Learn to understand other students, that girl or guy that you think hates you because they look at you weird could possibly be your future best friend. I can not stress a number of times I encountered students that would give me looks down the hallway, or from across the room and I ended up discovering very similar interests with them.

Also, just because you are not at the bottom anymore doesn’t mean that you are at the top, chilling. Believe me, you don’t want to just yet; when you do get there you are going to want to run back in time and try again, so just go with the year. What I mean by that is if you just get it done right the first time it won’t be dragged along later. I wish I would have actually taken that advice from my teachers and parents.

Oh, and yeah, those ladies that are on the right side of the office, who are so into the Tustin Tiller spirit, those are called counselors. You should pay them a visit from time to time because you are going to need them when it’s time for that college stuff. Overall, high school in general, is almost like a gated community that in basically 720 days (yes that’s how many days it is in 4 years) makes you realize more things about yourself, and how others think, since everyone around you will one day bump into you.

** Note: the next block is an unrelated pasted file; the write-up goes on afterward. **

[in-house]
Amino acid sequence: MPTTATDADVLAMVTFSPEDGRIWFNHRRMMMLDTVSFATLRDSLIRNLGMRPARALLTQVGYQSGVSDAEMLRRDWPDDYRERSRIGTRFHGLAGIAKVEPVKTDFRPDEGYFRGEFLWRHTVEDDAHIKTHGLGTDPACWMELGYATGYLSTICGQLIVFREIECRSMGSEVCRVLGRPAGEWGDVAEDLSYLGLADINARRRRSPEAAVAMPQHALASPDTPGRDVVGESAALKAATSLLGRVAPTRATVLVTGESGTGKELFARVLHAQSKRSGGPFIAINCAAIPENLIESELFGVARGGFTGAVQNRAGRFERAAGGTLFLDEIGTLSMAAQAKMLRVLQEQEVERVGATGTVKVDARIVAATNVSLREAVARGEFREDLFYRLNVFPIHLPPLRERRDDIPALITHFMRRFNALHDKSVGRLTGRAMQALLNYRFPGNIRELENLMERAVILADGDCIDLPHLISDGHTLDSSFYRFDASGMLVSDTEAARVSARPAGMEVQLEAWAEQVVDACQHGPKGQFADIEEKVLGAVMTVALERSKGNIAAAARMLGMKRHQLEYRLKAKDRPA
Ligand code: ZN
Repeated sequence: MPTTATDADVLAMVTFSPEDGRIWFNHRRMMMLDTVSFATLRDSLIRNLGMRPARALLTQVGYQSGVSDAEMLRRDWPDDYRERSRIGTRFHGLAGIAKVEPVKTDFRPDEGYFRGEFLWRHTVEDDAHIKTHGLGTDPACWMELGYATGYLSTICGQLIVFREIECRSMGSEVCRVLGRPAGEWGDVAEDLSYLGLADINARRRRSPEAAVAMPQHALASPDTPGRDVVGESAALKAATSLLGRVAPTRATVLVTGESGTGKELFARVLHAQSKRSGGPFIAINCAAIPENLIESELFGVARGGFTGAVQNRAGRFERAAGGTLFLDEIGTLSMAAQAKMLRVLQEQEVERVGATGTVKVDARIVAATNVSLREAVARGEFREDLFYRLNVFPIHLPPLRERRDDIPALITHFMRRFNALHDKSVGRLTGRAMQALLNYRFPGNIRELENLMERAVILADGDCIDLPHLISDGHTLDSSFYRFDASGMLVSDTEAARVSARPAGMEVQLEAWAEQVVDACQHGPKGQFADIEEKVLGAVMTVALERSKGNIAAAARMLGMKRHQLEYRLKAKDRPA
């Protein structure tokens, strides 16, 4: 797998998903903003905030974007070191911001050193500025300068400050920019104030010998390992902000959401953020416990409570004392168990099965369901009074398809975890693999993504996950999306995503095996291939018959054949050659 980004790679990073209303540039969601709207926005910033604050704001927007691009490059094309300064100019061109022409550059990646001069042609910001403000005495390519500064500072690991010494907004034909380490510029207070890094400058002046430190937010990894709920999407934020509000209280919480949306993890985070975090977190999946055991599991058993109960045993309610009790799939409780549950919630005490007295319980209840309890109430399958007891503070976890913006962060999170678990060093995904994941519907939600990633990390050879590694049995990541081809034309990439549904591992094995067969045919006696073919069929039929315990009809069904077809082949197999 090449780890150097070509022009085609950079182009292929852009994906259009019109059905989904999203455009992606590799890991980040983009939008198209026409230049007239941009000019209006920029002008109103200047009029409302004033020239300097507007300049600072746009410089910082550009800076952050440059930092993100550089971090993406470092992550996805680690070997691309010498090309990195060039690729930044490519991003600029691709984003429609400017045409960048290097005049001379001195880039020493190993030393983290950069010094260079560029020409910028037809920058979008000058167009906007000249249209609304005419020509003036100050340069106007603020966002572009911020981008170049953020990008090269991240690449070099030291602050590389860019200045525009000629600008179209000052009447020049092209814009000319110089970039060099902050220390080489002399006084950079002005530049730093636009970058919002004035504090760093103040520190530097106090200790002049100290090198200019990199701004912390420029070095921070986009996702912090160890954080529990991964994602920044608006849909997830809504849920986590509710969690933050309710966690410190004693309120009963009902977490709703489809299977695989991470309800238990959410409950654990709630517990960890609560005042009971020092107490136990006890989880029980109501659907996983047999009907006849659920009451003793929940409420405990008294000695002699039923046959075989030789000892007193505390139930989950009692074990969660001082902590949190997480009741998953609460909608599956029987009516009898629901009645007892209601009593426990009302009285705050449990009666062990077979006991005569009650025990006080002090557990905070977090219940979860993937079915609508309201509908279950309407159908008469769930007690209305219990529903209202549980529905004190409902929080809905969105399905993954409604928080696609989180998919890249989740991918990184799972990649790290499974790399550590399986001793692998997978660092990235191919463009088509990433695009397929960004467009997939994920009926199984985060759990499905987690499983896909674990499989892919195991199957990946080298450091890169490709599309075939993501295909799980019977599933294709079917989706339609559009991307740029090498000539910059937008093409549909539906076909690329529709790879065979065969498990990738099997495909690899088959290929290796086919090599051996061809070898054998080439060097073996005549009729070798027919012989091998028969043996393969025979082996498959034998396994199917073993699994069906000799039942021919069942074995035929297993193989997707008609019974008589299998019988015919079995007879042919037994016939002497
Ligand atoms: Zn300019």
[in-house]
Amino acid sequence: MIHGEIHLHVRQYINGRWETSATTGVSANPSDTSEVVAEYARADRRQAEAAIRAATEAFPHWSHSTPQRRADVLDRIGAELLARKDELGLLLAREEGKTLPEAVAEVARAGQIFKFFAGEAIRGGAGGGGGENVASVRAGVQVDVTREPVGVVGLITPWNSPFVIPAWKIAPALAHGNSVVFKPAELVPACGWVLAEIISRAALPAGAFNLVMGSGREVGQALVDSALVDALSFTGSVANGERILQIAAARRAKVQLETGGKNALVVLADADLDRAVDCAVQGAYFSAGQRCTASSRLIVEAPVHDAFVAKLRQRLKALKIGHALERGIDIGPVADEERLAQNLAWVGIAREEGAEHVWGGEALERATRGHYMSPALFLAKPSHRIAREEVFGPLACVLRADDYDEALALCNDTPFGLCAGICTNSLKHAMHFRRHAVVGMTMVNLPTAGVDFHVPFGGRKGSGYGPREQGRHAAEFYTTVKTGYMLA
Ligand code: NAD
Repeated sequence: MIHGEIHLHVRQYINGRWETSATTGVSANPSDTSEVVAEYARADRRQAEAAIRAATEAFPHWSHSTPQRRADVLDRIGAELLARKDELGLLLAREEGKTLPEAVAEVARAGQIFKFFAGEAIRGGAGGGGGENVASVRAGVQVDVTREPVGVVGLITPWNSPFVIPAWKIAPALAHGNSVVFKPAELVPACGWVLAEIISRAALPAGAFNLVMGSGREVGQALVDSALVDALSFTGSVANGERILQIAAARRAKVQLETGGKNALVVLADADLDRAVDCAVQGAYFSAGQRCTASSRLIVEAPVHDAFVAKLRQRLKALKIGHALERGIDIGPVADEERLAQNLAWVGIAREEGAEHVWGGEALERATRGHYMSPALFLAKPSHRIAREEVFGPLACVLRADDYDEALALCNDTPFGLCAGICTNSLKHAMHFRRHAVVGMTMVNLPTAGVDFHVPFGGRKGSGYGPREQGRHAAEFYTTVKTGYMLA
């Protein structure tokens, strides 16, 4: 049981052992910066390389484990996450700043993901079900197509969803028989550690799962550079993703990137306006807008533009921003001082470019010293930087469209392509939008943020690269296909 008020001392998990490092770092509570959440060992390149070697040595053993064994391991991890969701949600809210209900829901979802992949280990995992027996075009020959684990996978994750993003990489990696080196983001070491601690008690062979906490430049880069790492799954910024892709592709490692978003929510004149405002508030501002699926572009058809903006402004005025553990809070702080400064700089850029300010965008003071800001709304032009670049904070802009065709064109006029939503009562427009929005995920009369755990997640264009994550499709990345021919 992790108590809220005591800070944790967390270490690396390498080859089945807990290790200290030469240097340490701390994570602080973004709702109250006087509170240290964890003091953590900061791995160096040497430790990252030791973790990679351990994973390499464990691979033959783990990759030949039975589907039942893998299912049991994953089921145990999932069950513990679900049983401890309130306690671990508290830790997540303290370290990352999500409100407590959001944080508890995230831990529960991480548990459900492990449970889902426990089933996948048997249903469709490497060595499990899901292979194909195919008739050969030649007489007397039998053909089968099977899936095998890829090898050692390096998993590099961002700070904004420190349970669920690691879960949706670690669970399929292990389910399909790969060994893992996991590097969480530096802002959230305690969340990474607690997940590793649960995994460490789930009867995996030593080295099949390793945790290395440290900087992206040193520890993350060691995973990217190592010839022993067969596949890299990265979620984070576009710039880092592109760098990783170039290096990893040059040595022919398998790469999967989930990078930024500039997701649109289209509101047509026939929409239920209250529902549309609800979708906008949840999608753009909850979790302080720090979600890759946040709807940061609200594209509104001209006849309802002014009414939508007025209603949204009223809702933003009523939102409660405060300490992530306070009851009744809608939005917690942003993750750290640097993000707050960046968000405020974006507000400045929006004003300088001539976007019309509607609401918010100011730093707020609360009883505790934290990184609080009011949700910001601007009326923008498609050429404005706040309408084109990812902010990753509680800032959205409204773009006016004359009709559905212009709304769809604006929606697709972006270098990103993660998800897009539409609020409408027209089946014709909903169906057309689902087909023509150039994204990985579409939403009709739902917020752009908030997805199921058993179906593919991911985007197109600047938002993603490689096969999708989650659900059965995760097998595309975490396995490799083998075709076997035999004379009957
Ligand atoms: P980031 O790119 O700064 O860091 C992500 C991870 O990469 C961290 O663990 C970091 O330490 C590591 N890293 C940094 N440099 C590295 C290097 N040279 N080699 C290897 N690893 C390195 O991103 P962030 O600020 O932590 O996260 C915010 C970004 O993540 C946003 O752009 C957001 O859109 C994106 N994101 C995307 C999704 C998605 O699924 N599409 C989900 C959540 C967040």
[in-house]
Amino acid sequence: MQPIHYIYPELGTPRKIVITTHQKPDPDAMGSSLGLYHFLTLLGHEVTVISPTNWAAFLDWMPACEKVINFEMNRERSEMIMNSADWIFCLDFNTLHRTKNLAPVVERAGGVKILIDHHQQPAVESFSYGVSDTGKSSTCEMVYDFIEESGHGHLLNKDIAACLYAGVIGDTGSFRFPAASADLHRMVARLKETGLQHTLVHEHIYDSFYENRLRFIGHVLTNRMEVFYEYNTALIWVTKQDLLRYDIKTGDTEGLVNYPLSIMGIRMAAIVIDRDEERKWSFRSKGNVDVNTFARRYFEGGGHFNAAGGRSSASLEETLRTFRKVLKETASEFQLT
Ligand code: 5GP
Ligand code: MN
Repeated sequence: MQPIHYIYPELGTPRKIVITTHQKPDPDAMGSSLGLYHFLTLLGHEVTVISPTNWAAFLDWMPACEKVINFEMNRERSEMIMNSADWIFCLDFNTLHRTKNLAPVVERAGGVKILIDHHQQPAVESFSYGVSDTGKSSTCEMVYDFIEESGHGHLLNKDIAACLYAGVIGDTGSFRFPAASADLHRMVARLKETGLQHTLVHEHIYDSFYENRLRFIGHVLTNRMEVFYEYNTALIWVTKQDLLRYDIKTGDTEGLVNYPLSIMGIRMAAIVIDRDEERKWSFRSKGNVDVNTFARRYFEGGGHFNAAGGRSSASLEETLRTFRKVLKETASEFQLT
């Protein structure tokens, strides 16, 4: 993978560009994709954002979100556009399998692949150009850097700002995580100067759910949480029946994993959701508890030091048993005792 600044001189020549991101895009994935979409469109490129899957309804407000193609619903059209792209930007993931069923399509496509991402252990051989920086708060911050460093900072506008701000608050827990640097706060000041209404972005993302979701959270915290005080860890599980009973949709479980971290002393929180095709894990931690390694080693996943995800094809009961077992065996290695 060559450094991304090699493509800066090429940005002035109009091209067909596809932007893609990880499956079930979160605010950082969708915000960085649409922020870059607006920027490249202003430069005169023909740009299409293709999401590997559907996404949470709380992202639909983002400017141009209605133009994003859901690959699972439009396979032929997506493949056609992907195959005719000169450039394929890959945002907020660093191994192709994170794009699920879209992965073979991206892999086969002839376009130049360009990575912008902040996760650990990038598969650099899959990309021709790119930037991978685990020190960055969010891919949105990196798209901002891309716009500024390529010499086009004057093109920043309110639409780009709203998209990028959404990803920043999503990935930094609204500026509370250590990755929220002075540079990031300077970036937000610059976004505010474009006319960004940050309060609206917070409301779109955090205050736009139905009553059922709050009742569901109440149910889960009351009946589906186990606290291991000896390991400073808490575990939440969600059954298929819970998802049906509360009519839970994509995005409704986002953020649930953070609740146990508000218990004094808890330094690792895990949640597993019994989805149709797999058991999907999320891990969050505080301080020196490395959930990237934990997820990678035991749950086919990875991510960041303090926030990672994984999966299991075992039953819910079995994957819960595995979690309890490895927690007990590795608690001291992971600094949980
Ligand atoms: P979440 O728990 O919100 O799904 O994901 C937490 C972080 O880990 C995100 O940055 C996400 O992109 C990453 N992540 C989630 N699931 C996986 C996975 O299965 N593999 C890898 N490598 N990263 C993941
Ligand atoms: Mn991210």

Oh and one more thing, leave drama and gossip out of your life; I was lucky enough to not have to go through it with anyone, but if you are currently in it, or have the opportunity, don’t. Four years do fly by, as a matter of fact they flash by in a blink of an eye. Don’t focus your attention on things that won’t affect you another year from now. Focus on yourself and no one but yourself, because on June 17, 2019, everyone receives their own piece of paper, and in the end you’re the one who makes it about you specifically.

Good luck,

James Cruz

Tustin High Class of 2017

PS – Did you know that this letter was written by a journalism student at Tustin High? We have our own on-line magazine called “The Pitchfork”  and a brand new digital zine that includes student art work and untold stories about students on campus.